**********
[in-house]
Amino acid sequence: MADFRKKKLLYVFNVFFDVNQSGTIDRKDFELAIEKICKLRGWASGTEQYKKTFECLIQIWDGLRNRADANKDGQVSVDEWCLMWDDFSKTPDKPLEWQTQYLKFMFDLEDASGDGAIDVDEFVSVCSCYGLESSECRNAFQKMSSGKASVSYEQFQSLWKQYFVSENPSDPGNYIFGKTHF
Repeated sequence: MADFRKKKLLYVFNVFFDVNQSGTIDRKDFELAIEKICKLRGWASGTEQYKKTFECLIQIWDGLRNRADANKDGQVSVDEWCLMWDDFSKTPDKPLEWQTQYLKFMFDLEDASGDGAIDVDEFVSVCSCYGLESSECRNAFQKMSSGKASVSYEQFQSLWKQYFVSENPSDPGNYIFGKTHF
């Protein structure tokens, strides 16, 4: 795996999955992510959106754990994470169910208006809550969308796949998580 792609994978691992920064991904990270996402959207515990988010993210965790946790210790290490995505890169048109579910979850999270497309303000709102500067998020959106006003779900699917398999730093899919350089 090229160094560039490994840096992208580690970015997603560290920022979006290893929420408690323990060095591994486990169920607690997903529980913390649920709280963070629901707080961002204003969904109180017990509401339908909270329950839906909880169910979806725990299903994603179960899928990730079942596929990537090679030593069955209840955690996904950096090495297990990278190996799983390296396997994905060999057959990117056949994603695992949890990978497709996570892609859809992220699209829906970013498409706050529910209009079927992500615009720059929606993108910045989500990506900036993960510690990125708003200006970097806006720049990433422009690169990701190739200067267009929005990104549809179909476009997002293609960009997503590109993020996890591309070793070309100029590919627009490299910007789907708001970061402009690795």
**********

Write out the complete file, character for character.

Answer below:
[in-house]
Amino acid sequence: MADFRKKKLLYVFNVFFDVNQSGTIDRKDFELAIEKICKLRGWASGTEQYKKTFECLIQIWDGLRNRADANKDGQVSVDEWCLMWDDFSKTPDKPLEWQTQYLKFMFDLEDASGDGAIDVDEFVSVCSCYGLESSECRNAFQKMSSGKASVSYEQFQSLWKQYFVSENPSDPGNYIFGKTHF
Repeated sequence: MADFRKKKLLYVFNVFFDVNQSGTIDRKDFELAIEKICKLRGWASGTEQYKKTFECLIQIWDGLRNRADANKDGQVSVDEWCLMWDDFSKTPDKPLEWQTQYLKFMFDLEDASGDGAIDVDEFVSVCSCYGLESSECRNAFQKMSSGKASVSYEQFQSLWKQYFVSENPSDPGNYIFGKTHF
């Protein structure tokens, strides 16, 4: 795996999955992510959106754990994470169910208006809550969308796949998580 792609994978691992920064991904990270996402959207515990988010993210965790946790210790290490995505890169048109579910979850999270497309303000709102500067998020959106006003779900699917398999730093899919350089 090229160094560039490994840096992208580690970015997603560290920022979006290893929420408690323990060095591994486990169920607690997903529980913390649920709280963070629901707080961002204003969904109180017990509401339908909270329950839906909880169910979806725990299903994603179960899928990730079942596929990537090679030593069955209840955690996904950096090495297990990278190996799983390296396997994905060999057959990117056949994603695992949890990978497709996570892609859809992220699209829906970013498409706050529910209009079927992500615009720059929606993108910045989500990506900036993960510690990125708003200006970097806006720049990433422009690169990701190739200067267009929005990104549809179909476009997002293609960009997503590109993020996890591309070793070309100029590919627009490299910007789907708001970061402009690795």